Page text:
This week, I’m going back to England as it was in the 1920s and putting myself in the hands of two of the best writers of Golden Age Mysteries.
With Agatha Christie’s 1924 ‘The Man In The Brown Suit’, I’m hoping to get an exciting adventure that’s more thriller than murder mystery. With Josephine Tey’s 1929 ‘The Man In The Queue’, I’m curious to meet Inspector Alan Grant on his first outing.
‘The Man In The Brown Suit’ by Agatha Christie (1924)
I’m reading ‘The Man In The Brown Suit’ as this month’s book for the Agatha Christie Centenary Celebration group on GoodReads.
This is new territory for me, I’d never heard of the Colonel Race books. Still, I’d never heard of the Tommy and Tuppence books either and yet I really enjoyed ‘The Secret Adversary’. I’m hoping that this book will have the same kind of energy as the Tommy and Tuppence books.
I like the idea of Agatha Christie writing thrillers with young women her own age, more or less (she was thirty-four when this was published), getting involved in outlandish intrigues and surviving through pluck, luck and brains.
I’ve picked a new audiobook for ‘The Man In The Brown Suit’ which is part the ‘Alison Larkin Presents’ set of audiobooks.
‘The Man In The Queue’ by Josephine Tey (1929)
Josephine Tey is often described as ‘a very private person’. From what I’ve read, she seems quite an outgoing person, just not someone who would today choose to document her life on TikTok. Her real name was Elizabeth Macintosh. She wrote her novels (six Alan Grant mysteries and four stand alone mysteries) under the name Josephine Tey and her plays and screenplays (she had hits at the West End and wrote scripts for Hollywood movies) under the name Gordon Daviot. The best short biography I’ve found is THIS ONE in ‘The Scots Magazine’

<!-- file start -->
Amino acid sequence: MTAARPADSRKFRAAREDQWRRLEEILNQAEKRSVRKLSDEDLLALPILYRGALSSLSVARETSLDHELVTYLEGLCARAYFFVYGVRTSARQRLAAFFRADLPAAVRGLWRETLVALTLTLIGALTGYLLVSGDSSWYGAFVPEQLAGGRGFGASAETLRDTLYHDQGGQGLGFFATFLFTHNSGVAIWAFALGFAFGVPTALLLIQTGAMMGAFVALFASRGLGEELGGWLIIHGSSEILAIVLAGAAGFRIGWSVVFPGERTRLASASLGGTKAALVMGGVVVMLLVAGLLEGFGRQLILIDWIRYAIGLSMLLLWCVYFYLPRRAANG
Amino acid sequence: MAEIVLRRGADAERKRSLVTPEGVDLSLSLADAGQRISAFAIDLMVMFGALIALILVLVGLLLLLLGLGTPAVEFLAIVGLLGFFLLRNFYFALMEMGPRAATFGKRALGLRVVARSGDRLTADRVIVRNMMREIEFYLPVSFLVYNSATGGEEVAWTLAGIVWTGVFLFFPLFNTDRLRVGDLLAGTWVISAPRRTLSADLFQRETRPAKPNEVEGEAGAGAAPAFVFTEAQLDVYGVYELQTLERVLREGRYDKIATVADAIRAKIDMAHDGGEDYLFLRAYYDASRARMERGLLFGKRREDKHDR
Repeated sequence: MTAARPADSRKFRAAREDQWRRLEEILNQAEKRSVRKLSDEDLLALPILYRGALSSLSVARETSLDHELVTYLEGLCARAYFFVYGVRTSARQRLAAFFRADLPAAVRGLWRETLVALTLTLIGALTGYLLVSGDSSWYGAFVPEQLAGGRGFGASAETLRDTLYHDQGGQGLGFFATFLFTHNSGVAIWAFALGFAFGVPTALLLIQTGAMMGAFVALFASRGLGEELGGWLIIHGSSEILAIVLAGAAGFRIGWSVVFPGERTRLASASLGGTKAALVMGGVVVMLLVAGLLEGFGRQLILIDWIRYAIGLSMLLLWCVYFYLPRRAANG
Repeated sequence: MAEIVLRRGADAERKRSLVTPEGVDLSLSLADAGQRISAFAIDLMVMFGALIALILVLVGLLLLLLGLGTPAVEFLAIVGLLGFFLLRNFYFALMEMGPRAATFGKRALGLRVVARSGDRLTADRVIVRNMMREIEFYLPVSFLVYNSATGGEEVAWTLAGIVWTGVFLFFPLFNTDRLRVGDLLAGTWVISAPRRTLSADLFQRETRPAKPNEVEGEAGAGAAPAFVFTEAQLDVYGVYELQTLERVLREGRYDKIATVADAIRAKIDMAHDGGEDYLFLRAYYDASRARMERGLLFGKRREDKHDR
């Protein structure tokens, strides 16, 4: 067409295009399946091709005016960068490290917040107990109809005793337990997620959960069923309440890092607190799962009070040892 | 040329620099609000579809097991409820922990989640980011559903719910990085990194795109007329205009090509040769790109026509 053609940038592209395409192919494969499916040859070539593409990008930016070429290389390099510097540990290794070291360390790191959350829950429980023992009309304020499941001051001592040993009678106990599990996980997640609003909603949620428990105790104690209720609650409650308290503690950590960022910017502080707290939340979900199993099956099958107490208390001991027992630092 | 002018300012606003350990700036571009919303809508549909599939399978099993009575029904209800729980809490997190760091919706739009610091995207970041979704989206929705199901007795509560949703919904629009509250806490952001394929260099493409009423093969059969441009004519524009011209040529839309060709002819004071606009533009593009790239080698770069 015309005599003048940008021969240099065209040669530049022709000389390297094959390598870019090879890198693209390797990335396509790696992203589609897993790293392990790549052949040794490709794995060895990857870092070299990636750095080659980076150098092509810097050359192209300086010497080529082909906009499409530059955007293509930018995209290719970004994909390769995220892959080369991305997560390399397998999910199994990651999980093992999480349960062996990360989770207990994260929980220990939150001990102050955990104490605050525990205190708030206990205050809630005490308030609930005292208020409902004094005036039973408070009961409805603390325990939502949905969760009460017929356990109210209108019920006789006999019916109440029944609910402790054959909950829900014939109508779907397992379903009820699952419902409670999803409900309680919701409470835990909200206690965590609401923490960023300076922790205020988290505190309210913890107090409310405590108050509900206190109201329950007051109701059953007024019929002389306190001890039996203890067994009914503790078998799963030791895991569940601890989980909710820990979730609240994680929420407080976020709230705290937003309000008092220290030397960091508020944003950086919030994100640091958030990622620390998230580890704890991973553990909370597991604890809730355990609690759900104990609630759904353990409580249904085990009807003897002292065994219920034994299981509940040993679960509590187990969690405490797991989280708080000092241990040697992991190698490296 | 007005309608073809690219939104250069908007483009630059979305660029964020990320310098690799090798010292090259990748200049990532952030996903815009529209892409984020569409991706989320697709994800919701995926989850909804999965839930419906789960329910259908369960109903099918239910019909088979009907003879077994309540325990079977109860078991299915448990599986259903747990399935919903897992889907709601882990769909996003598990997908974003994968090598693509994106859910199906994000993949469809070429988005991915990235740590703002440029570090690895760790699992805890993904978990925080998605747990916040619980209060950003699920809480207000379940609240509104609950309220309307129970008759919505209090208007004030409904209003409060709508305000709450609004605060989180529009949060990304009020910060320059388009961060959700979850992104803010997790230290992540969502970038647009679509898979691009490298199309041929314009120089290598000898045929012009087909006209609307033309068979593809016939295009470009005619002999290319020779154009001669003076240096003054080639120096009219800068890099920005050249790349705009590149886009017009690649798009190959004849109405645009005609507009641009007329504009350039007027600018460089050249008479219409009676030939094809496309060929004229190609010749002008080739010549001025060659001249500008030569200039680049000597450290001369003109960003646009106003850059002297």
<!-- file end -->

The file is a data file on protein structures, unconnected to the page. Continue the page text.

Over the past two years, I’ve read two of her stand alone mysteries ‘Brat Farar’ and ‘Miss Pym Disposes’ and revisited the fifth Alan Grant mystery, ‘The Daughter Of Time’ which I first read at school. I’m hooked now and want to read all of her books. Knowing this, my wife bought me ‘The Man In The Queue’ for Christmas. It was the first Josephine Tey book and it introduced Inspector Alan Grant. She didn’t return to him until seven years later, when she wrote ‘A Shilling For The Candles’ (which Hitchcock made into ‘Young And Innocent’ in 1937).
I’m hoping this will be a good Golden Age Mystery read and I’m looking forward to seeing what Josephine Tey’s writing was like in her first novel.